Wright-Locke Farm is a small community farm that grows Certified Organic crops, raises small farm animals and offers robust farm-based educational programs for youth and adults. The farm in managed by the Wright-Locke Farm Conservancy, a 501(c) 3 non-profit organization formed in 2008 to steward this historic farm that has been continuously operated since 1638. Our mission is to welcome local communities to explore sustainable agriculture and open land on a historic farm through farm-based education and hands-on involvement, fostering community engagement, land stewardship and appreciation of nature and history. Our 20-acre farms sits on the Lexington and Arlington borders, directly abutting over 100 acres of protected wooded trails and wetlands that, like the farm property, are open year-round to the public. We grow certified organic fruits, vegetables and flowers on our 2+ acres of flat land, and we raise a small number of goats, sheep and chickens. We sell our produce at farmers’ markets, through our community-supported agriculture program and at the on-farm stand. Our buildings and farmstead are architecturally significant and our four main buildings are listed on the National Register of Historic Places. Our farm’s educational and community impact has significantly expanded since 2008 when the Wright-Locke Farm Conservancy took over operations of this formerly family-owned farm. The farm has become a center of lifelong learning and exploration on topics relating to sustainable agriculture, nutrition, the environment and community health.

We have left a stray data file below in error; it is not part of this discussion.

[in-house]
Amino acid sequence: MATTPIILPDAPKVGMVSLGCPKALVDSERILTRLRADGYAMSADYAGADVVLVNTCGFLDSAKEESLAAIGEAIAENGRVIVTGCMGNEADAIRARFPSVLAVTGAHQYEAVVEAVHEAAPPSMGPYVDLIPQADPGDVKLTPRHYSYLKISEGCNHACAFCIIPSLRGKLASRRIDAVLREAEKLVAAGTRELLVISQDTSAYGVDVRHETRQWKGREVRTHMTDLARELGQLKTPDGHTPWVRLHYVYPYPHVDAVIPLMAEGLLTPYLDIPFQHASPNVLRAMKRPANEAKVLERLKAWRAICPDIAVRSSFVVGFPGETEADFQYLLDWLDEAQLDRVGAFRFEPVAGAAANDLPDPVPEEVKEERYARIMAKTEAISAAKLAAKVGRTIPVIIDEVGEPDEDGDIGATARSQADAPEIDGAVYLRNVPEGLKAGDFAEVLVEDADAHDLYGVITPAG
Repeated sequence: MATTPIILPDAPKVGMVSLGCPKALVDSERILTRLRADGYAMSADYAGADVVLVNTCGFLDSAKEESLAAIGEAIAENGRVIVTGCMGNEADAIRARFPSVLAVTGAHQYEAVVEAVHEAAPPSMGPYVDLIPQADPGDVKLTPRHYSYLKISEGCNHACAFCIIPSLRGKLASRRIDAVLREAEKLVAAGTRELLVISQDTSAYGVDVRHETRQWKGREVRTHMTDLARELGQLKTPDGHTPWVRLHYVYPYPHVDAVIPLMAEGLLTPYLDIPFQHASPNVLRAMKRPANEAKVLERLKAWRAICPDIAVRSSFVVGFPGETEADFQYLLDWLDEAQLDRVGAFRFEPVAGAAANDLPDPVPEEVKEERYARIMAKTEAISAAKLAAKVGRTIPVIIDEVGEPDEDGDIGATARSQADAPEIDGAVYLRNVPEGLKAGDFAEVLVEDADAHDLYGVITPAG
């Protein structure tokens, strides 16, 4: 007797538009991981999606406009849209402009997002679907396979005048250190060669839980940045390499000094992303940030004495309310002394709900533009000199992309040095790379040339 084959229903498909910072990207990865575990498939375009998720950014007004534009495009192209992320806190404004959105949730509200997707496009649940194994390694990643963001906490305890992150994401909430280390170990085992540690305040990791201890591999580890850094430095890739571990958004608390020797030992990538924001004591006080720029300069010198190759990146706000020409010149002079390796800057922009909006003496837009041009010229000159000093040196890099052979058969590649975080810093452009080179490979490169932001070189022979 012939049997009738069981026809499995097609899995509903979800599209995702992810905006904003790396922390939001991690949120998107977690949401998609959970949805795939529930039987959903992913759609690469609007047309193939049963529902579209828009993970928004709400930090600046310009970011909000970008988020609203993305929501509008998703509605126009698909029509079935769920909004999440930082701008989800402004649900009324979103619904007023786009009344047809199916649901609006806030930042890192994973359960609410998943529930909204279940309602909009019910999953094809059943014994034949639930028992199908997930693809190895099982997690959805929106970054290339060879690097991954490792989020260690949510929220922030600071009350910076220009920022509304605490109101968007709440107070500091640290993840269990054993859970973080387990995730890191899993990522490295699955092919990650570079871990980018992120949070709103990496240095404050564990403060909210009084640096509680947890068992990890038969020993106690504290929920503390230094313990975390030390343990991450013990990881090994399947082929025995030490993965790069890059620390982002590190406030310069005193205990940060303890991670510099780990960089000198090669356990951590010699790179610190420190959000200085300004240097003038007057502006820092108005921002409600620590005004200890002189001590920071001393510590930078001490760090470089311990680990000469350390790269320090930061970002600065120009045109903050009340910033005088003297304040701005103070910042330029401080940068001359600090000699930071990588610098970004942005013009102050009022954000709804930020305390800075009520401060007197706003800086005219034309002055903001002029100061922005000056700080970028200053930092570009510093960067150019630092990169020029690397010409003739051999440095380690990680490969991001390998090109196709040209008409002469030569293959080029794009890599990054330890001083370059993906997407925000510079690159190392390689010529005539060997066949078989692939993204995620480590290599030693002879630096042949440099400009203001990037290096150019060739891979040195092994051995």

Position Description